Retired adults in Ohio usually rely on Medicare for their health needs. Medicare will cover emergency treatment and routine healthcare interventions. However, Medicare does not cover more intensive medical needs, such as having a nurse come to someone’s house every day or the cost of living in a nursing home. Even long-term rehabilitation may not be eligible for Medicare coverage.
Older adults with support needs sometimes require Medicaid benefits. Those who may eventually need to move into a nursing home will apply for Medicaid to cover those costs, but they may face challenges if they do not plan ahead of time.
Medicaid looks back at years of records
When the state evaluates whether or not someone should receive Medicaid coverage, their assets and income influence the final decision. Current income and resources are only part of the equation. The state also looks back at 60 months or five years of personal financial records to determine if someone qualifies.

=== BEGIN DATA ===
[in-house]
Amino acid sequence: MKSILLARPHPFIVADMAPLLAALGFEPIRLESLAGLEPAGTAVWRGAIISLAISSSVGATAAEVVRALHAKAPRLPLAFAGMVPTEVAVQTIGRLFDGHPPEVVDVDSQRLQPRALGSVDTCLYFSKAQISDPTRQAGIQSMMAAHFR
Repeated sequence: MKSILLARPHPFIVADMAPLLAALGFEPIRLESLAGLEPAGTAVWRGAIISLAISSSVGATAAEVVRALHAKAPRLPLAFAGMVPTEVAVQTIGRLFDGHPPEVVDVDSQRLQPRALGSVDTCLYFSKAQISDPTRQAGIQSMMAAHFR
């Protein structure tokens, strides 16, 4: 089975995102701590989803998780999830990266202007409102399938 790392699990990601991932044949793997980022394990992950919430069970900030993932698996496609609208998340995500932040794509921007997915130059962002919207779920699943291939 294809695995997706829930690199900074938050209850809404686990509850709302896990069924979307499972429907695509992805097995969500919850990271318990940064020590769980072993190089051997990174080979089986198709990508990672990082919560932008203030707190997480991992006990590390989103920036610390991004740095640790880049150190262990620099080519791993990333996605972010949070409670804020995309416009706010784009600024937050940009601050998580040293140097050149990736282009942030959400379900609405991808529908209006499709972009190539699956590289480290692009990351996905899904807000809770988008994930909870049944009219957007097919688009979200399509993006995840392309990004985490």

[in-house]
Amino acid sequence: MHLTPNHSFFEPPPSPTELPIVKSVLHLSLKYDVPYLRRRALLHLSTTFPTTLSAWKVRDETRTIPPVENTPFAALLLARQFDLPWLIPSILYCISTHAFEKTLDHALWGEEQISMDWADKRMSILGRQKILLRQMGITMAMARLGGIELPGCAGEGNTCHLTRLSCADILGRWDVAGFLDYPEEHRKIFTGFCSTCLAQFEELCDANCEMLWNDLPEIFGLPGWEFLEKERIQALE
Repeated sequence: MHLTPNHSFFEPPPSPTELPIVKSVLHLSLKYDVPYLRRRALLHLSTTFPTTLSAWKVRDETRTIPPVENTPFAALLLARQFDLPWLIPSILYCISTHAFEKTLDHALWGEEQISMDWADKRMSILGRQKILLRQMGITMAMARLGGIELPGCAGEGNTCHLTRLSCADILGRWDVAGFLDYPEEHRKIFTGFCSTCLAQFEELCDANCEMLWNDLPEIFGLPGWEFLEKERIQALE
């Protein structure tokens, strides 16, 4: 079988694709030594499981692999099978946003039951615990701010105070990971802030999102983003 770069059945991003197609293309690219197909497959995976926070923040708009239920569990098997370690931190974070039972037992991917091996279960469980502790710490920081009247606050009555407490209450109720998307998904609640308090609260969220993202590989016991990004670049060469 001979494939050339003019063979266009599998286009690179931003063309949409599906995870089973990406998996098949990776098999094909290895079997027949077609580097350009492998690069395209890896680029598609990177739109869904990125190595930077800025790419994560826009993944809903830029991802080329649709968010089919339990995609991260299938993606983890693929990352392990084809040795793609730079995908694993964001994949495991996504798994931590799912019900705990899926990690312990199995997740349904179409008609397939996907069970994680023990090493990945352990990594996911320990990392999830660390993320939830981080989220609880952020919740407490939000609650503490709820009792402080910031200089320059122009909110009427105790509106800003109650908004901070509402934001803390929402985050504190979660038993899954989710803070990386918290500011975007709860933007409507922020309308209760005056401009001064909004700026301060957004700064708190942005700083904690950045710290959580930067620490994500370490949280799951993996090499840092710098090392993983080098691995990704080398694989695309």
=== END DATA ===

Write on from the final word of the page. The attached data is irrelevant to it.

Any large gifts or transfers of property during that lookback period will trigger a penalty. The state will expect someone to pay for their own care for a specific number of months based on the value of the assets transferred or gifted during the lookback period.
If someone wants to qualify for Medicaid quickly and without any penalties, they will need to plan at least five years before they think they need benefits. Medicaid planning and other forms of long-term care planning are key aspects of elder law.
Reviewing one’s financial situation and likely future Medicaid eligibility may help someone get the support they need while preserving personal resources later in life when they are financially vulnerable.